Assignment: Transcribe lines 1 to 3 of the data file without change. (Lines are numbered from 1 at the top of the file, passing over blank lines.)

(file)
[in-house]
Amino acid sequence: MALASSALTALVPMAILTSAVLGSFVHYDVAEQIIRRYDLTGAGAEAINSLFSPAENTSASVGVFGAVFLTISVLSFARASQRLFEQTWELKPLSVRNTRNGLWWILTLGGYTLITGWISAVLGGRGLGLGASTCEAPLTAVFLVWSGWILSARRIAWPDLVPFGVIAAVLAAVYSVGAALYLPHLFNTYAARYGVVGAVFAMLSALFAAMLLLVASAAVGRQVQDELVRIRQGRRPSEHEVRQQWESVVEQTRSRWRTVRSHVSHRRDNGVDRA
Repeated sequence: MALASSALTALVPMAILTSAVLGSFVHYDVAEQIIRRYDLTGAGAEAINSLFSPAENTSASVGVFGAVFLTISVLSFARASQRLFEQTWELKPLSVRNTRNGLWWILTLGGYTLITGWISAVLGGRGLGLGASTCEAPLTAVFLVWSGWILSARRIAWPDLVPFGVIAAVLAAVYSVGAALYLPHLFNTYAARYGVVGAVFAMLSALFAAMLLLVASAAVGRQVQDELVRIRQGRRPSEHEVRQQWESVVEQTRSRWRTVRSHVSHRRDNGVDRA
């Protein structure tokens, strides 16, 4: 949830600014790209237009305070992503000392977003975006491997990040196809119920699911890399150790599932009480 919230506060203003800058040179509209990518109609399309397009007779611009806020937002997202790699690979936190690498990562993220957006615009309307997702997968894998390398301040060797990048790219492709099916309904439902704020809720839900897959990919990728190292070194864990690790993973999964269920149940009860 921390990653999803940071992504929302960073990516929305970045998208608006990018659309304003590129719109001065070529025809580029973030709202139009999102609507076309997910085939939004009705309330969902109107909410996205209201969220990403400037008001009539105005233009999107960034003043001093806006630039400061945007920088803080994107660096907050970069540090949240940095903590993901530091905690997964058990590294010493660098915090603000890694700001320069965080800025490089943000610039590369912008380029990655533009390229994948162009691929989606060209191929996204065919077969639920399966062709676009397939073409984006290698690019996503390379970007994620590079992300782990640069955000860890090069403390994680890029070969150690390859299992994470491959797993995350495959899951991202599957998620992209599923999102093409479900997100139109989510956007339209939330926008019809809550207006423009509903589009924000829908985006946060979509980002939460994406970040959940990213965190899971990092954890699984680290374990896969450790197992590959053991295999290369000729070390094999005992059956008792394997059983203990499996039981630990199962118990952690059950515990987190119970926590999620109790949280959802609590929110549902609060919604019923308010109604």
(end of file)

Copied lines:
[in-house]
Amino acid sequence: MALASSALTALVPMAILTSAVLGSFVHYDVAEQIIRRYDLTGAGAEAINSLFSPAENTSASVGVFGAVFLTISVLSFARASQRLFEQTWELKPLSVRNTRNGLWWILTLGGYTLITGWISAVLGGRGLGLGASTCEAPLTAVFLVWSGWILSARRIAWPDLVPFGVIAAVLAAVYSVGAALYLPHLFNTYAARYGVVGAVFAMLSALFAAMLLLVASAAVGRQVQDELVRIRQGRRPSEHEVRQQWESVVEQTRSRWRTVRSHVSHRRDNGVDRA
Repeated sequence: MALASSALTALVPMAILTSAVLGSFVHYDVAEQIIRRYDLTGAGAEAINSLFSPAENTSASVGVFGAVFLTISVLSFARASQRLFEQTWELKPLSVRNTRNGLWWILTLGGYTLITGWISAVLGGRGLGLGASTCEAPLTAVFLVWSGWILSARRIAWPDLVPFGVIAAVLAAVYSVGAALYLPHLFNTYAARYGVVGAVFAMLSALFAAMLLLVASAAVGRQVQDELVRIRQGRRPSEHEVRQQWESVVEQTRSRWRTVRSHVSHRRDNGVDRA